• 27. Read the plates in traanmitted light
  • 28. The zone of inhibition guides the right choice of Antibiotic
  • 29. How results to be Reported after Sensitivity Testing
    • One should follow guidelines in reporting the results and make matters simple with clear words as
    • Organism A isolated and sensitive ( or resistant ) to Antibiotic B
    • Such a report is relevant to present clinical condition “ that the minimum inhibitory concentration( MIC ) of the antibiotic for it has been measured in some way and that, if the organism is reported as sensitive the MIC is less than a half or quarter of the concentration of antibiotics likely to be found in the infected tissues of a patient given the usual schedule of doses i.e. that the infection is treatable”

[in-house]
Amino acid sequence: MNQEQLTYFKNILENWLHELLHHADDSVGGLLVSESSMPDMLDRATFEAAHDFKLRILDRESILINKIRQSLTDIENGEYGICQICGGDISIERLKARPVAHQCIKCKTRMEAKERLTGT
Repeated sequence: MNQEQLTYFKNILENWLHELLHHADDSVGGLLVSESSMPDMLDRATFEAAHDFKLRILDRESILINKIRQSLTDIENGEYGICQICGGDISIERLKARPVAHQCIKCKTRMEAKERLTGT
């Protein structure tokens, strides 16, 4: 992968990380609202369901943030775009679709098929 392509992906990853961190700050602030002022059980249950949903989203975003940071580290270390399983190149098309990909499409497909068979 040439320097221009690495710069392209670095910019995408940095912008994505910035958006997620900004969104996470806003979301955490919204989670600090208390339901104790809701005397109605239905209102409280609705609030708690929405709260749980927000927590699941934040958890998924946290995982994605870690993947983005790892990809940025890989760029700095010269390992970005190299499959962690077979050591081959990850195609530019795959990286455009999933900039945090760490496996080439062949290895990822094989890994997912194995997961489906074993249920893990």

• 30. The strips with multiple Antibiotics can be tested in one go
  • 31. Other methods of Antibiotic susceptibility testing
    • Other methods to test antimicrobial susceptibility include the Stokes method, E-test (also based on antibiotic diffusion). Agar and Broth dilution methods for Minimum Inhibitory Concentration determination.
  • 32. Limitation of Disk Diffusion Methods
    • Disk diffusion methods are not suitable for slow grwoing bacterial pathogens
    • The great limitation being for testing on Mycobacterium tuberculosis which needs varied, technically demanding methods
  • 33. Antibiotic Sensitivity testing can be done with automation
  • 34. There is a growing need for Automation in Antibiotic sensitivity testing
  • 35. Limitation of Antibiotic Sensitivity usage
    • Both Microbiologists and Clinician should however bear in mind that the response therapy in vivo may not always reflect the results of testing the sensitivity of patient's pathogen in vitro.